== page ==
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Advocacy groups question Vancouver street check review, call for ban

A woman holds a sign reading "Hold Police Accountable" near police officers watching as thousands of people gather for a peaceful demonstration in support of George Floyd and Regis Korchinski-Paquet and protest against racism, injustice and police brutality, in Vancouver, on Sunday, May 31, 2020.
A woman holds a sign reading "Hold Police Accountable" near police officers watching as thousands of people gather for a peaceful demonstration in support of George Floyd and Regis Korchinski-Paquet and protest against racism, injustice and police brutality, in Vancouver, on Sunday, May 31, 2020. THE CANADIAN PRESS/Darryl Dyck

Advocacy groups are questioning the validity of a Vancouver police board review of street checks after an incident reported by the authors didn’t make it into the published final copy.

The BC Civil Liberties Association, Union of BC Indian Chiefs and Hogan’s Alley Society say street checks should be banned completely because they are an example of systemic racism and disproportionately affect Black people, Indigenous people and people of colour.

“Street checks represent a first interaction with police or one in a repeated pattern of harassment, but either way, they put people at risk of further being drawn into a system that criminalizes them,” said Chief Don Tom, vice-president of the union.

Street checks involve officers stopping a person and recording their information, regardless of whether an offence has been committed.

The groups shared a letter from the Office of the Police Complaint Commissioner that says an investigation is underway into the conduct of two officers alleged to have made insensitive comments while they were being observed for the review.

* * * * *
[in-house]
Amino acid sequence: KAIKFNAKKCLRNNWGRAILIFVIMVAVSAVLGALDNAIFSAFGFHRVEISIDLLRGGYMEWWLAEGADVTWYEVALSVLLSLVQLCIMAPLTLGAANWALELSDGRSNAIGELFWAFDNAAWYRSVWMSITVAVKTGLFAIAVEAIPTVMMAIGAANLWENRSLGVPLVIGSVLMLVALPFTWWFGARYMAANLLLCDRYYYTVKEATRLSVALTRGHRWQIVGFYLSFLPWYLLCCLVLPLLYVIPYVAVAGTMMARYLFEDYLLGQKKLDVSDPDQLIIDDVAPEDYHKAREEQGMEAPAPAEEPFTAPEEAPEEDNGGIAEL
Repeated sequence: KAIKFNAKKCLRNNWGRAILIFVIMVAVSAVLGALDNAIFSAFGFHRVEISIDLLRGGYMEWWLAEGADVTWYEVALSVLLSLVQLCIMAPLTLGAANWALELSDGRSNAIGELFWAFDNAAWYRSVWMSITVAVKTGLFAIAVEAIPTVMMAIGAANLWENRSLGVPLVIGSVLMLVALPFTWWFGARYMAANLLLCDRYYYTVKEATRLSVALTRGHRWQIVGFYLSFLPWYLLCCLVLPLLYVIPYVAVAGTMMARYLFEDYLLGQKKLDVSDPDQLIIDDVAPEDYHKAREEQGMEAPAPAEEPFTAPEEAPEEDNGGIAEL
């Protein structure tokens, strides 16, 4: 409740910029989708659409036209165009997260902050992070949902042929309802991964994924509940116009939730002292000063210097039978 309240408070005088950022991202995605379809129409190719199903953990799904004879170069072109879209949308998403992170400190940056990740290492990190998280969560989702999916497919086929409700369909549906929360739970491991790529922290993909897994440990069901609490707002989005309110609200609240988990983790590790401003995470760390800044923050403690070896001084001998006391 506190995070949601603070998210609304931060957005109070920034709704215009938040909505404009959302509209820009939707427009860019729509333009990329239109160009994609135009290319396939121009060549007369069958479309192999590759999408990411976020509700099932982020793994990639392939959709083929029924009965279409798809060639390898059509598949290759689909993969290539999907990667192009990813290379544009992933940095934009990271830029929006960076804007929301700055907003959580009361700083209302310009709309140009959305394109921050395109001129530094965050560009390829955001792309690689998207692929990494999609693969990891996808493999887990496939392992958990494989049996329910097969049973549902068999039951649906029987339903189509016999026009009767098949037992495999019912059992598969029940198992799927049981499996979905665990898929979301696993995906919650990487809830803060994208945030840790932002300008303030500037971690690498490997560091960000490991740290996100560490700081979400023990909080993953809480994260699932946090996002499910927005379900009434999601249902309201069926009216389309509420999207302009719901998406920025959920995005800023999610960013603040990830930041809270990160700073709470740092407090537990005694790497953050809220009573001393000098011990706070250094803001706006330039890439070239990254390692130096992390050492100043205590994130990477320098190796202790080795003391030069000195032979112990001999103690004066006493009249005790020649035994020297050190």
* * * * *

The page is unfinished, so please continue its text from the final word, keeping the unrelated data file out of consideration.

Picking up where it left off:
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Read more: Vancouver city council passes motion aimed to abolish street checks

The letter says one officer is alleged to have made inappropriate and racially insensitive remarks and another was alleged to have made inappropriate comments about vulnerable and marginalized people, had anger issues and was extremely rude to a member of the public.

Tom called it incredibly disturbing that “even while being watched so closely these officers felt protected in their prejudices.”

The Vancouver police department did not immediate respond to a request for comment.

Alvin Singh, director of communications for Mayor Kennedy Stewart’s office, said the mayor and council have no authority over the policies and procedures of the police department. Those decisions are made at the police board and provincial levels, he said.

“That said, the board does need to take into account the wishes of local government when it sets policy, and that is why he will be introducing his motion.”

Vancouver mayor will present motion to call to an end street checks
Vancouver mayor will present motion to call to an end street checks

Stewart’s motion will ask council to direct the police department to stop street checks.

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“If it passes, it will provide the board with further instructions – but it will be up to them to take action,” Singh said.

The police complaint commissioner’s letter says the conduct was included in a draft version of the review.

The advocacy groups are calling for the public release of all versions of the report.

“What good is a report reviewing police conduct if the very conduct under review is being omitted, hidden and ignored,” Tom said.